Student Blog: Ever After from Milan

Emily Palmer, a junior global studies and creative writing student from Durham, is an intern for the Carolina Alumni Review. She blogs for the Review about many aspects of the Carolina student experience and spent her spring 2013 semester with UNC’s Honors Semester in London Program 

Ever After From Milan


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MilanMilan is a city begging for a fairytale. It was practically designed with Disney in mind. A director’s dream: from the Duomo’s lacy lattice-work to the arabesque columns and glass ceiling of the Galleria to the plush red velvet curtains and gold filigreed box seats at The Scala. But instead of a fairytale story, Milan got Ernest Hemingway — not exactly the fairytale type.

The picturesque quality of Milan is forever imprinted on my mind, as it was on Hemingway’s (witness: A Farewell to Arms). No image resonates more strongly than my very first view of the city: coming up the stairs of the metro at the Piazza del Duomo, I was almost overpowered by the frosted turrets of the most beautiful cathedral I have ever seen. Made of white Candoglia marble, the Duomo shone like finely cut crystal in the sunlight — seeming to soar forever into the clouds. The cathedral was one of 19-year-old Hemingway’s favorite places to walk arm in arm with his first love, Agnes von Kurowsky.

Turning around, I beheld Galleria Vittorio Emanuele II and yet another one of the couple’s old walking grounds. The Galleria is the world’s first shopping mall, and its grandeur begs the question why anyone ever bothered to build a second, for none compare to the magnificent intersecting glass arcades that dome above the rows of posh shops. Inside the Galleria, I wound my way through intimate sidewalk cafes with red geraniums blossoming over their terrace boxes and wandered past clusters of people sipping their cappuccini and macchiati during their work break or meeting with friends for leisurely lunches.

The shops glowed like melted candlewax — Prada, Louis Vitton and the art bookshop Libreria Bocca were each outfitted with elegantly sloped arches and bowing marble figures. I glided over intricately designed mosaic floors and up to the third floor of Gucci, where I plumed and preened in pumpkin pumps, swirling about the loft as if all those hundreds of heels were in my own personal closet. I was assigned a personal shoe-fitter, Michele, who brought down several boxes. I opened them with Christmas morning excitement, exclaiming as I slid the leather shoes over my heels and checked all of the angles in the mirror. At over 500 euros, I had to leave the heels behind, but as I tore myself from the shelves and descended the staircase to the outside, Michele whispered words of solace. “If you change your mind,” he said, “we’ll be here, waiting for you.”

My first night in Milan I treated myself to an evening at the opera in the famed Teatro alla Scala (heavily referenced by Hemingway in A Farewell to Arms) and found myself in my own private gold-filigreed box seat, surrounded by plush red velvet curtains and immersed in the modernized drama of “Oberto Conte di San Bonifacio.” The romantic tragedy which was about love, deception and ultimately redemption and murder was performed with all of the gusto and bravado universally expected of operas yet also containing the eloquent subtlety inherent only to the very best productions. The audience practically hung over the balcony clutching at every grand, operatic breath. I was so close to the stage that I could see the stage director’s hands flitting back and forth behind the opera box situated at center stage.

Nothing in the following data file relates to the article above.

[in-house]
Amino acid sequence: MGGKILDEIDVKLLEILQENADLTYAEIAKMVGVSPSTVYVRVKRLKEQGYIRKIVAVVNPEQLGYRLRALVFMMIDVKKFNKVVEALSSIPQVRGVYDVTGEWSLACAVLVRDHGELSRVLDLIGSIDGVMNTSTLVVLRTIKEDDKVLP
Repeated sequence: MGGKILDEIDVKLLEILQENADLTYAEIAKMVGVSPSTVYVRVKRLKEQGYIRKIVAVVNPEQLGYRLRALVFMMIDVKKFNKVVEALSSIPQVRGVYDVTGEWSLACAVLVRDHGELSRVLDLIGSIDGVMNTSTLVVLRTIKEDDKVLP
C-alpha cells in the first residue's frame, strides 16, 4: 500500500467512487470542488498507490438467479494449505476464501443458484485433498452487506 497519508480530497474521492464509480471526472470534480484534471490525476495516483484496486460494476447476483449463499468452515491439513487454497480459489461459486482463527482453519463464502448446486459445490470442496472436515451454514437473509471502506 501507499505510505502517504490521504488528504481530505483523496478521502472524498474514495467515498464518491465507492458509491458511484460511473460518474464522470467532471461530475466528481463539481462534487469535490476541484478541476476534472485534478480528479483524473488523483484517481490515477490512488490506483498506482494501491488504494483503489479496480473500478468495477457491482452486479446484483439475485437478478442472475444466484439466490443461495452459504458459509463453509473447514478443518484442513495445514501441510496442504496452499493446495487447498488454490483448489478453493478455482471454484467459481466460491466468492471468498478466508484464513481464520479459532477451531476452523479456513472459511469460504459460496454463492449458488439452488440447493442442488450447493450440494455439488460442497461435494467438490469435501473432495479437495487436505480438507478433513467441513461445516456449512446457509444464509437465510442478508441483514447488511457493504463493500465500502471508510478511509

I spent the first 15 minutes of the production searching for the subtitles and then realized that most of the audience understood the Italian opera. So I hung onto every word that I understood and made up the rest, later checking my re-creation against fact on Wikipedia, when I returned to my hostel that night.But even without a full understanding of the storyline, I appreciated the historical importance of the evening — watching an opera that debuted in that very theatre over 170 years before. The characters and scenery had been modernized, but the predicaments and situations were much the same.

During the intermission, I wandered through the marble halls, with grand gold cherubs bursting from the ends of tall white columns, and sipped a macchiato with the other guests. I basked in the unrushed luxury of fine coffee and good opera, enjoying a few hours to escape from the busy city streets to pull for characters wracked in the agony of their own twisted lives. The curtain fell to a boisterous standing ovation. Only over the sumptuous curtsies and bows did the performers break character and allow opera aficionados to call out their real names.

I rejoined the city streets pampered in the comfort of others’ sorrows; that is, an Italian opera is an excellent self-esteem booster. You always leave thankful that your life is not nearly as terrible or complicated as those of the characters on stage. So filled with the magic of the evening, I could hardly bear to return to my hostel and admit its end. Instead, I returned to the Galleria for dinner. Feasting on pasta carbonara and tiramisu, I watched couples strolling arm in arm under the domed structure and was reminded of another couple: Ernest and Agnes.